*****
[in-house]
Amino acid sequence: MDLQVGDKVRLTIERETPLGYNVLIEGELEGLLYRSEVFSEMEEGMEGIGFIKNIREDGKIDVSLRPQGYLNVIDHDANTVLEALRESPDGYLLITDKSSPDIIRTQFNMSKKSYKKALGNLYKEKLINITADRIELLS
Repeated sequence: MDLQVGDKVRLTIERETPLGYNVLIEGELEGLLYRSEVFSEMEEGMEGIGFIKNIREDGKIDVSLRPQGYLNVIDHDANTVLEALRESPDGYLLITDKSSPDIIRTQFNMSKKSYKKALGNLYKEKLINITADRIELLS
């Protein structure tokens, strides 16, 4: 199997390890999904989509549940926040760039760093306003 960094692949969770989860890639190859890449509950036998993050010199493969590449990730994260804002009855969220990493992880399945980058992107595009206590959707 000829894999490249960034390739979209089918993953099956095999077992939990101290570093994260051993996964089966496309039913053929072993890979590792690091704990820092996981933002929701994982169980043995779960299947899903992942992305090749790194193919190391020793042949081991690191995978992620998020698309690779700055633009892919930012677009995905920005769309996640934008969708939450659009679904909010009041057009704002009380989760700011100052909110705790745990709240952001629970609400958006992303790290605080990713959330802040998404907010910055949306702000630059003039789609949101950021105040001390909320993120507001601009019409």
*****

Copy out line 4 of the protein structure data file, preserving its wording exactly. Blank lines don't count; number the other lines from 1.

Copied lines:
């Protein structure tokens, strides 16, 4: 199997390890999904989509549940926040760039760093306003 960094692949969770989860890639190859890449509950036998993050010199493969590449990730994260804002009855969220990493992880399945980058992107595009206590959707 000829894999490249960034390739979209089918993953099956095999077992939990101290570093994260051993996964089966496309039913053929072993890979590792690091704990820092996981933002929701994982169980043995779960299947899903992942992305090749790194193919190391020793042949081991690191995978992620998020698309690779700055633009892919930012677009995905920005769309996640934008969708939450659009679904909010009041057009704002009380989760700011100052909110705790745990709240952001629970609400958006992303790290605080990713959330802040998404907010910055949306702000630059003039789609949101950021105040001390909320993120507001601009019409």